Short prison sentences
The increase in the presumption against short prison sentences has come to PASS! This is a topic I have touched on from time to time, and while much trumpeted by the Scottish Government I thought it would never actually happen, though as visitors to my court may have gathered it is a practice I have tried to follow for the last few years.
The roots are back in the excellent McLeish Report of the Scottish Prisons Commission, published in 2008. The Commission was enthused about the way the Finnish Government reduced prison numbers and produced more positive outcomes from community sentencing than from imposing short sentences. It took a number of years for Scottish politicians to catch up with the rest of Europe. Having the most prisoners per 100,000 citizens wins no prizes, and in Scotland’s case lying third in Europe after Russia and Poland, and ahead of England & Wales, represents a substantial on-cost. Money spent locking up petty persistent offenders at £600+ per week might be better spent tackling underlying problems with drink/drugs/mental health, and in more recent times homelessness. Having stable accommodation with friends and relatives in the community is likely to prevent offending, and community payback orders can work towards assisting the homeless and those with other problems which impact on offending to a better place.
Presumption against short sentences (PASS) legislation was introduced in 2011 as part of the Criminal Justice and Licensing (Scotland) Act 2010, with the presumption – after great debate – being set at sentences of three months or less. Some commentators suggested that setting the level so low would make little or no difference. It did however distinguish Scotland from England & Wales, where weasel words like “custody threshold” were used and could be argued around on a case-by-case basis. Here, like Finland, the legislators were taking responsibility for rising prisoner numbers with a full frontal attack rather than using back-door methods like early release for “good behaviour” and release on a tag implemented by prison officials working to secret criteria. Sentencers had to respond to this change by imposing meaningful alternatives, and if necessary managing the community order to a successful conclusion. Having said that, prison numbers which fell away due to reductions in overall offending have now increased and currently stand at 8,181 prisoners serving sentences.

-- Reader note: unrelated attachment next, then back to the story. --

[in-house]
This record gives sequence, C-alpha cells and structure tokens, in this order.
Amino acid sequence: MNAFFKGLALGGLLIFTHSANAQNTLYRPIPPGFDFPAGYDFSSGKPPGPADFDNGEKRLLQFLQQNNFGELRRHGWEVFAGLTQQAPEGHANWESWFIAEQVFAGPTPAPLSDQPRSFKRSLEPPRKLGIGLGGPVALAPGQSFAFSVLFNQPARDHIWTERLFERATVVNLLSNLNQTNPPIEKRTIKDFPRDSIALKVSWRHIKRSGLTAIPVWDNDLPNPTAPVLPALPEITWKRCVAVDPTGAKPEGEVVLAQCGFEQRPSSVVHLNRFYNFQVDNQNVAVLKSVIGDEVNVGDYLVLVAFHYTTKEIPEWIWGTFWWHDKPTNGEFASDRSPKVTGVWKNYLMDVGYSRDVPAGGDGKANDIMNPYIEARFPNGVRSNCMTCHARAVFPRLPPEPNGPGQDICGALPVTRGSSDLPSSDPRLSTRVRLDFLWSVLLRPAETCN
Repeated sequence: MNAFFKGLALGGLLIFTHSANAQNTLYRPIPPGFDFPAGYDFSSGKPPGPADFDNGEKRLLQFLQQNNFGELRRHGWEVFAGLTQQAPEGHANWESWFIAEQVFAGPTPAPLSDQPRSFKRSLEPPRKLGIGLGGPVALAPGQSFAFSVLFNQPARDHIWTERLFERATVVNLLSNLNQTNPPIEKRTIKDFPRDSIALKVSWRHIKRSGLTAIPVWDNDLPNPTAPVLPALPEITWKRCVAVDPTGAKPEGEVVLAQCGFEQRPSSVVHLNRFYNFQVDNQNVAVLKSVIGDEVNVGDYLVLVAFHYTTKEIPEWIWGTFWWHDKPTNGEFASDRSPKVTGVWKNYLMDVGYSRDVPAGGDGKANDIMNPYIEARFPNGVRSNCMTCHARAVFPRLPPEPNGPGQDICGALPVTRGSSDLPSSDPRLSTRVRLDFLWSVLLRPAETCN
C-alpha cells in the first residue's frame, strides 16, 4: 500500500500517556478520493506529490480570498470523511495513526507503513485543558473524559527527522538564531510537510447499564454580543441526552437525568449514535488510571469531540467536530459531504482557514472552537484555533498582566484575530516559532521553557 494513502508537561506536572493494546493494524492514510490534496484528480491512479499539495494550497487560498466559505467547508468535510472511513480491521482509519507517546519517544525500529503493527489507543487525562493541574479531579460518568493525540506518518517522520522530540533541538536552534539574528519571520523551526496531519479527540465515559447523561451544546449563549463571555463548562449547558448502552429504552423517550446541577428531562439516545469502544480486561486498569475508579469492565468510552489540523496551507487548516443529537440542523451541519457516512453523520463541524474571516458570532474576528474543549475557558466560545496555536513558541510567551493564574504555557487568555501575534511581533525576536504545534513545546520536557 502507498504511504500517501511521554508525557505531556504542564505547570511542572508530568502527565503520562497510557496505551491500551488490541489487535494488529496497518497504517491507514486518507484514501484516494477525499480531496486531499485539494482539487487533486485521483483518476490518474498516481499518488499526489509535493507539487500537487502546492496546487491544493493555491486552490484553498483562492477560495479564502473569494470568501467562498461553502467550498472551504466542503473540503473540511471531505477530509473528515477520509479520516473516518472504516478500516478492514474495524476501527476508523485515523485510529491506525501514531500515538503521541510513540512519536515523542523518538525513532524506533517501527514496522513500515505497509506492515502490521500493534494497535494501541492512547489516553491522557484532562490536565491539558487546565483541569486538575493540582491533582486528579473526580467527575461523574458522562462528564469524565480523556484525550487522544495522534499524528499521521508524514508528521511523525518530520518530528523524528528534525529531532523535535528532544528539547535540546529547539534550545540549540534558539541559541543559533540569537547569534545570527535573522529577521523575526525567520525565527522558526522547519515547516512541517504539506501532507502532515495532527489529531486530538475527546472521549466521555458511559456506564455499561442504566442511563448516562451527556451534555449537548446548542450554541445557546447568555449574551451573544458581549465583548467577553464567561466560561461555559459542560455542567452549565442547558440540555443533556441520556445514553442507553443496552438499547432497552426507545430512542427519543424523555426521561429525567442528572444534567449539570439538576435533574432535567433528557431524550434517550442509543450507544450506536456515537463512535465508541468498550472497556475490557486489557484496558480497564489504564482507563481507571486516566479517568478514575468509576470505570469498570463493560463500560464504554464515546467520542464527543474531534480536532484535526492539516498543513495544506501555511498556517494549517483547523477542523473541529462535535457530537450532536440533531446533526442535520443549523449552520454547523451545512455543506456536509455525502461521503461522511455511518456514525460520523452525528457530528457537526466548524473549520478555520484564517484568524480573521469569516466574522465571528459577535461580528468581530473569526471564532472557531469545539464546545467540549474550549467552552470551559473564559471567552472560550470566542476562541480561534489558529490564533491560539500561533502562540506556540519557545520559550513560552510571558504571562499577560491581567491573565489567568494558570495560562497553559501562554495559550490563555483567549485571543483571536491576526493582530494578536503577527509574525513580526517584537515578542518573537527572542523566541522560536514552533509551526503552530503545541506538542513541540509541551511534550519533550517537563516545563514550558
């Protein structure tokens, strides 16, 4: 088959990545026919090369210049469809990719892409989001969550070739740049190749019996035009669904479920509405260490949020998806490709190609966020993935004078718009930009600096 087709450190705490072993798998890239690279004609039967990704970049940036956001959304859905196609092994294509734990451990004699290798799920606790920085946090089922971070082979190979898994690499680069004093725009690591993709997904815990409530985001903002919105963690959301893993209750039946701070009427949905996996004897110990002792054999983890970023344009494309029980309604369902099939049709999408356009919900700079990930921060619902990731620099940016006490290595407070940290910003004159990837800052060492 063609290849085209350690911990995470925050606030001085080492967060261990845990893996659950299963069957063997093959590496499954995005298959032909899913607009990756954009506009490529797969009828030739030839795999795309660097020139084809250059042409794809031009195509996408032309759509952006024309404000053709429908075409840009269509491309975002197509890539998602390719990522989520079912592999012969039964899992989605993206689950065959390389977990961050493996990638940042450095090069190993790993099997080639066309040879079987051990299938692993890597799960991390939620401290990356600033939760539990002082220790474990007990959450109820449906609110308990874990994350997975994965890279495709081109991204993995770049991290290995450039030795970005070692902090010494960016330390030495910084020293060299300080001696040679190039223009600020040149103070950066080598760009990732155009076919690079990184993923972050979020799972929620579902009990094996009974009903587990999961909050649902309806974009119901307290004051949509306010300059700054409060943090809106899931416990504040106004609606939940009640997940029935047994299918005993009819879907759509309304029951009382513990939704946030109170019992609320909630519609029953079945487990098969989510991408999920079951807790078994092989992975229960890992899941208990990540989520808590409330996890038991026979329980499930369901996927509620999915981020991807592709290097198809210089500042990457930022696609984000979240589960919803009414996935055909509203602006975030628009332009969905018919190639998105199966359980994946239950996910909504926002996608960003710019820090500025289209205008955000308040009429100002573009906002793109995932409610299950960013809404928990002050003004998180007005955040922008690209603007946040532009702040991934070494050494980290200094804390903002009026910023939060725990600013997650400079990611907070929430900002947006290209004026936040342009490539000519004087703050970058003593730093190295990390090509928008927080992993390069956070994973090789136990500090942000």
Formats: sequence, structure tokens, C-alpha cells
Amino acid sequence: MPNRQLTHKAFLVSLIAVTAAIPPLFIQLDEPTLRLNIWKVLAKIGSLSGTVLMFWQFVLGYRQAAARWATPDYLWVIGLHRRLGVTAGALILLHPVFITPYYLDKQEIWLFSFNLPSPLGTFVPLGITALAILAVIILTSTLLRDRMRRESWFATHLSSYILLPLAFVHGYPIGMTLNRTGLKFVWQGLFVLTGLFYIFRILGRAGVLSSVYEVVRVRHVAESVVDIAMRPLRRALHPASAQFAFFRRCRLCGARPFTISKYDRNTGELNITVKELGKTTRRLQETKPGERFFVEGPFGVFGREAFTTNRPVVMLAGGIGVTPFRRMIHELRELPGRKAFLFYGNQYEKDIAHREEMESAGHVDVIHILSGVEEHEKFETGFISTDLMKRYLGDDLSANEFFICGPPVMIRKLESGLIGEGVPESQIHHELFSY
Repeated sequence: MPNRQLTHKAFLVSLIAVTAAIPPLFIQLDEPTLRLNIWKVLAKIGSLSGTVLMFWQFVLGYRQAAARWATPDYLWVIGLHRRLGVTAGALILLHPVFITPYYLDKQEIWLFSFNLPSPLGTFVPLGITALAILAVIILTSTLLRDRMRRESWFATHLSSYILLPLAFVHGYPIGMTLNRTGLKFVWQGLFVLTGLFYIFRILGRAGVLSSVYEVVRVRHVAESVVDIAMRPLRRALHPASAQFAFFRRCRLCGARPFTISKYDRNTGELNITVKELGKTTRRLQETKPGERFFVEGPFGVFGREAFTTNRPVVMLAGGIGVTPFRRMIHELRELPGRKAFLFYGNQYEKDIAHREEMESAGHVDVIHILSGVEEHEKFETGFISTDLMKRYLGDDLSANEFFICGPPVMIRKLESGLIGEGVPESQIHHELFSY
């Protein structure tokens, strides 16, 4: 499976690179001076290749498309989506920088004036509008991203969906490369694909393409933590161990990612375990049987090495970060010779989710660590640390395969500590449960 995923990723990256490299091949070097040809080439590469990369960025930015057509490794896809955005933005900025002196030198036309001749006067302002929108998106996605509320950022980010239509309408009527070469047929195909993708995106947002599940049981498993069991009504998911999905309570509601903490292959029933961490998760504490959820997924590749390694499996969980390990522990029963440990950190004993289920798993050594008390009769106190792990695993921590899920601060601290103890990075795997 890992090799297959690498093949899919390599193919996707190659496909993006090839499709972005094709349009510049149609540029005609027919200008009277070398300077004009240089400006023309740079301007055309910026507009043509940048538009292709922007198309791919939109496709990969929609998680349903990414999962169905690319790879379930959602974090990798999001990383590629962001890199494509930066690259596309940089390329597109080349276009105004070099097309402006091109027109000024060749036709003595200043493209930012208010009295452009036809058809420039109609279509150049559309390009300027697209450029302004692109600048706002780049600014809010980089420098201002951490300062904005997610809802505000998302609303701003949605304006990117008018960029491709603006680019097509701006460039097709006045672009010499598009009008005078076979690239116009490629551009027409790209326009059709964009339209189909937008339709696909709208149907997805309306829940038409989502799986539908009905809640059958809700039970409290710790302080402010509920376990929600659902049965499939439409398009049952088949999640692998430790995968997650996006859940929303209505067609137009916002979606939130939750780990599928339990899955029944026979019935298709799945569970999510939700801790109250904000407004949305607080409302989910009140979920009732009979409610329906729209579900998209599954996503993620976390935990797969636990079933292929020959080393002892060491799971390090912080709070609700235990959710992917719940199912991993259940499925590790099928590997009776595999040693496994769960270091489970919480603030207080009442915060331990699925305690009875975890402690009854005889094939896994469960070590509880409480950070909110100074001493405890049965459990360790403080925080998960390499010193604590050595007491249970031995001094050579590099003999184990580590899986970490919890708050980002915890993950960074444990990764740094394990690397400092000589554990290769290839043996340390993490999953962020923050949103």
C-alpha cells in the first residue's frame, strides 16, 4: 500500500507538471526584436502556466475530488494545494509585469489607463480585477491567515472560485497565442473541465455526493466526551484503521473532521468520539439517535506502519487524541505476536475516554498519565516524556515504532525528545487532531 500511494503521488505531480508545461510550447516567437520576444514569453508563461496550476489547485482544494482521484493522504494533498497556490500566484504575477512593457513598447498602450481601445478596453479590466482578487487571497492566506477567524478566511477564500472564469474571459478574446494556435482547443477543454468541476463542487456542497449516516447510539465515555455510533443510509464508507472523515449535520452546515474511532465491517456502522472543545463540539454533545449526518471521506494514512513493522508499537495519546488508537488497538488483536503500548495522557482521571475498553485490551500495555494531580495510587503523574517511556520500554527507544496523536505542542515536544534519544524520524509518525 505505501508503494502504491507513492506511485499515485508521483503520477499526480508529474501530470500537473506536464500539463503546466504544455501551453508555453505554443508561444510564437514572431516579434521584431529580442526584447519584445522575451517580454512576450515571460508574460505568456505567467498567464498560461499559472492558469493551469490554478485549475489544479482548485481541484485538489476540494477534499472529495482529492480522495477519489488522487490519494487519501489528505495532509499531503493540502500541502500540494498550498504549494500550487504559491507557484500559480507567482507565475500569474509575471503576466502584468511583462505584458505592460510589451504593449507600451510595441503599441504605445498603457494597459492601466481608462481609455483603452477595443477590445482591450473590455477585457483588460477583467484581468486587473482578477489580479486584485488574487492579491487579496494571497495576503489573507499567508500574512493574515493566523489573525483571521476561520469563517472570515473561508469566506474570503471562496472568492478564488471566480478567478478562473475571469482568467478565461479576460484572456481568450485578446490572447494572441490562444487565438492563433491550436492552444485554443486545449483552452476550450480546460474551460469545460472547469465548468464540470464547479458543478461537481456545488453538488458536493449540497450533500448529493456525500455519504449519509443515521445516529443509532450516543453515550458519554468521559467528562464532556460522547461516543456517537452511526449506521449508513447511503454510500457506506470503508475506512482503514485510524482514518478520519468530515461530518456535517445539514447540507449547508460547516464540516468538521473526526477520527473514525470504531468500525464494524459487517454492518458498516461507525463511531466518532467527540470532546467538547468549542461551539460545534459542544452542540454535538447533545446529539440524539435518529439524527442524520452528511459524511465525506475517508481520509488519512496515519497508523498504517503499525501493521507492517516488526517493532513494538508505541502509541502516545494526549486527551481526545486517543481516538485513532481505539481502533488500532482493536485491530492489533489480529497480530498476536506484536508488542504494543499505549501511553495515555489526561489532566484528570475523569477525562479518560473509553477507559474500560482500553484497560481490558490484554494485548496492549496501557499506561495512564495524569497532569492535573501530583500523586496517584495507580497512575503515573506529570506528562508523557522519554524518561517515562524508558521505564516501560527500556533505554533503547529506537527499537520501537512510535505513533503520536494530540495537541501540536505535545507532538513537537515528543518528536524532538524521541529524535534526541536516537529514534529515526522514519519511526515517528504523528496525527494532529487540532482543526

The 2010 legislation left matters for simple future development whereby a statutory instrument could increase the period from three to 12 months. On 26 June the Parliament passed an order by 83 by votes to 26; it came into force in respect of crimes and offences occurring on or after 4 July, so the effect may not be immediately apparent and agents may need to remind sentencers that the presumption applies in a particular case.